A hundred years before Jack Kerouac, Allen Ginsberg, and the Beat Generation came into being, there were the “original” Bohemians—although, possibly, one could make a case for tracing them all the way back to François Villon in the 15th Century—popularized by Henri Murget in Scènes de la Vie de Bohème (or Bohemians of the Latin Quarter). We are probably much more familiar with the operas based on this popular novel of the 1840s, including Giacomo Puccini’s La Bohème. Ruggiero Leoncavallo also wrote an operatic version, and the Broadway musical Rent is loosely based on Murger’s novel of 1846-1847.
The big difference between the Beats and Murget’s Bohemians is that, while the Beats were more heavily into booze and drugs, the Parisian artists and artistes of the 1840s were more into surviving. The whole picture of the starving young artist really came into fruition around then. We see pieces of it in Honoré de Balzac’s Illusions Perdues (Lost Illusions) and some of his other works, but it was Murger who popularized it, while graciously acknowledging Balzac’s contribution.
In Murget’s novel, there were four main heroes: Rodolphe, Marcel, Colline, and Schaunard, along with their mistresses, especially Mimi and Musette. What distinguishes Murget from Balzac is that he is nowhere near as dark. His Bohemian artists are impoverished, but generous and good-hearted. Although it has a “where are the snows of yesteryear” (itself a quote from Villon) sadness to it, we do not feel there is any evil present, except perhaps in the landlords who persist on asking for rent. As Marcel cynically says at one point toward the end:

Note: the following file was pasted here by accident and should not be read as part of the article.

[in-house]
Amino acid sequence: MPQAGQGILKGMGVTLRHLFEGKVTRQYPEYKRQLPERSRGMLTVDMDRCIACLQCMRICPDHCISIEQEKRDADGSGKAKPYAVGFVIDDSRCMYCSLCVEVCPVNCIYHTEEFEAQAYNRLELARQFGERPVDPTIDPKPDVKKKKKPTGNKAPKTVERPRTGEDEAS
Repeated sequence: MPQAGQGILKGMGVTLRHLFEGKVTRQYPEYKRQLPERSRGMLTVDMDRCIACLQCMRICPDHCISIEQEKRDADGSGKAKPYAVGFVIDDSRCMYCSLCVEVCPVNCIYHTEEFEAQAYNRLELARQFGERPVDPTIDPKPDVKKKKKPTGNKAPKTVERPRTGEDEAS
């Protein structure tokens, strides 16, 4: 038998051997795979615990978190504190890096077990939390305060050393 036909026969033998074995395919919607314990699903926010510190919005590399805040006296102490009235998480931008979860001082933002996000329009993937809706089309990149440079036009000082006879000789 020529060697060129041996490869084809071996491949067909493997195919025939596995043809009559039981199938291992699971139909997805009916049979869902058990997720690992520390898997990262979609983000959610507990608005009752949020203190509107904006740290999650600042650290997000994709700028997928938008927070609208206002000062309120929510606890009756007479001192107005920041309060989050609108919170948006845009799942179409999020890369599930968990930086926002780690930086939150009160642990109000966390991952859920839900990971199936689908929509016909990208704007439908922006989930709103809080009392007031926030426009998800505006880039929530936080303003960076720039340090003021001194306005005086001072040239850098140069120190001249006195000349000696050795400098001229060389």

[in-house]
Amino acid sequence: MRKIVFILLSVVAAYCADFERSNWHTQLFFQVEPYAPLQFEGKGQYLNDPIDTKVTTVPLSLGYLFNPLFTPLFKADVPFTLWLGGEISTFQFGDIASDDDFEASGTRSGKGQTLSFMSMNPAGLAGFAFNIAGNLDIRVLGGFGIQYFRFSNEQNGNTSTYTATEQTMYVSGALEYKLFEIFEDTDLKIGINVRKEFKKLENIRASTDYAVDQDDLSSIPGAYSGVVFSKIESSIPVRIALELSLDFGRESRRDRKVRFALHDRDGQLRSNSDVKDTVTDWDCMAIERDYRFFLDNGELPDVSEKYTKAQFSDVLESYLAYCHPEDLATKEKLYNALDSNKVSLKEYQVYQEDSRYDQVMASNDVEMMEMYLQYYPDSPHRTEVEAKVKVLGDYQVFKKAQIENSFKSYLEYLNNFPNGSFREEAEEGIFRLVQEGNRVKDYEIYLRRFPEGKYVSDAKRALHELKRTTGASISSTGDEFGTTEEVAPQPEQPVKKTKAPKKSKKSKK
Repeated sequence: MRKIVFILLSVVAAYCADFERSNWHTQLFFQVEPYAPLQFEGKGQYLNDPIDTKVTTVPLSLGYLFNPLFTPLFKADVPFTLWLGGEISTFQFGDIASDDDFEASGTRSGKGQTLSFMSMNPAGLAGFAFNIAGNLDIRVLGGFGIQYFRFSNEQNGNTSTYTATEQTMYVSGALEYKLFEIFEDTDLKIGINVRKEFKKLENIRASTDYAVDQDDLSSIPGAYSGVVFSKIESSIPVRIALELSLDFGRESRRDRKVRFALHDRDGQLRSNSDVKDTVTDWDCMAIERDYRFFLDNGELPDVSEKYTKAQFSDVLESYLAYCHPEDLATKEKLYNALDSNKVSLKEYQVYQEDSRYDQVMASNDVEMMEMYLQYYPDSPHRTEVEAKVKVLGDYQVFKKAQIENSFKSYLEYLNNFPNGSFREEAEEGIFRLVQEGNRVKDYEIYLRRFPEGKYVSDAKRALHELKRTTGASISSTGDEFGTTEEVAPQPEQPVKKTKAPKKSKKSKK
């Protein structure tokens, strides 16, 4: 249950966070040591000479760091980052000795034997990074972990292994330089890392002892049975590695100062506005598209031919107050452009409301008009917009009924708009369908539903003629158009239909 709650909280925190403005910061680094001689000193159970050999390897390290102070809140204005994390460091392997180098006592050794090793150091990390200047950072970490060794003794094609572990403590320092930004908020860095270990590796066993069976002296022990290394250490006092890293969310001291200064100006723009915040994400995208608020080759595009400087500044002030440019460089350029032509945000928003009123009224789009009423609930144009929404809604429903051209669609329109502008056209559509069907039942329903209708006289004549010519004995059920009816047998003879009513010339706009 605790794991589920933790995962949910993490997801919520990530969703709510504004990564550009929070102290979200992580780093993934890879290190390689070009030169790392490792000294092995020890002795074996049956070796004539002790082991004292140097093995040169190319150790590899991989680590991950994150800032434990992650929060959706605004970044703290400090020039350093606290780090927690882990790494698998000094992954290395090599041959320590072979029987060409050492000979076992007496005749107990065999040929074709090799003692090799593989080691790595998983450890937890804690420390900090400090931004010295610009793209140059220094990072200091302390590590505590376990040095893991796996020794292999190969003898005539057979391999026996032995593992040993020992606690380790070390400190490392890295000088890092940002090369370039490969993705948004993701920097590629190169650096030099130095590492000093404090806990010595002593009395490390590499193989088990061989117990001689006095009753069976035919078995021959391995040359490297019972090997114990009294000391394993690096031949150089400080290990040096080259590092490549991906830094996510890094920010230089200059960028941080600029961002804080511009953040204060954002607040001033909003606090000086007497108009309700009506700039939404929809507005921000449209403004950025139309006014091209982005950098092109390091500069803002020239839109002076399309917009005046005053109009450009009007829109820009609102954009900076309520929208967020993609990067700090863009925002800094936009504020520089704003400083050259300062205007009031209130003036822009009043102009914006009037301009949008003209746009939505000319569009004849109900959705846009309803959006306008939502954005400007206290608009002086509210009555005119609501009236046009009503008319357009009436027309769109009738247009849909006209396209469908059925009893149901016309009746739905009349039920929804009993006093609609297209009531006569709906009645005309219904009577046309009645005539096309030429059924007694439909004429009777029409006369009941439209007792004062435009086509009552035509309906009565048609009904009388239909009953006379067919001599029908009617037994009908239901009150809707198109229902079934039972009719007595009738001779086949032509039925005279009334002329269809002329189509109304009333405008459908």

It is no longer possible for us to continue to live much longer on the outskirts of society—on the outskirts of life almost—under the penalty of justifying the contempt felt for us, and of despising ourselves. For, after all, is it a life we lead? And are not the independence, the freedom of mannerism of which we boast so loudly, very mediocre advantages? True liberty consists of being able to dispense with the aid of others, and to exist by oneself, and have we got to that? No, the first scoundrel, whose name we would not bear for five minutes, avenges himself for our jests, and becomes our lord and master the day on which we borrow from him five francs, which he lends us after having made us dispense the worth of a hundred and fifty in ruses or in humiliations. For my part, I have had enough of it. Poetry does not alone exist in disorderly living, touch-and-go happiness, loves that last as long as a bedroom candle, more or less eccentric revolts against those prejudices which will eternally rule the world, for it is easier to upset a dynasty than a custom, however ridiculous it may be. It is not enough to wear a summer coat in December to have talent; one can be a real poet or artist whilst going about well shod and eating three meals a day. Whatever one may say, and whatever one may do, if one wants to attain anything one must always take the commonplace way.
Unfortunately, not many people today read Murger. It is interesting, however, to trace an idea back to its origins; and Murger makes for pleasant reading. You can find a free English translation on Gutenberg.Com.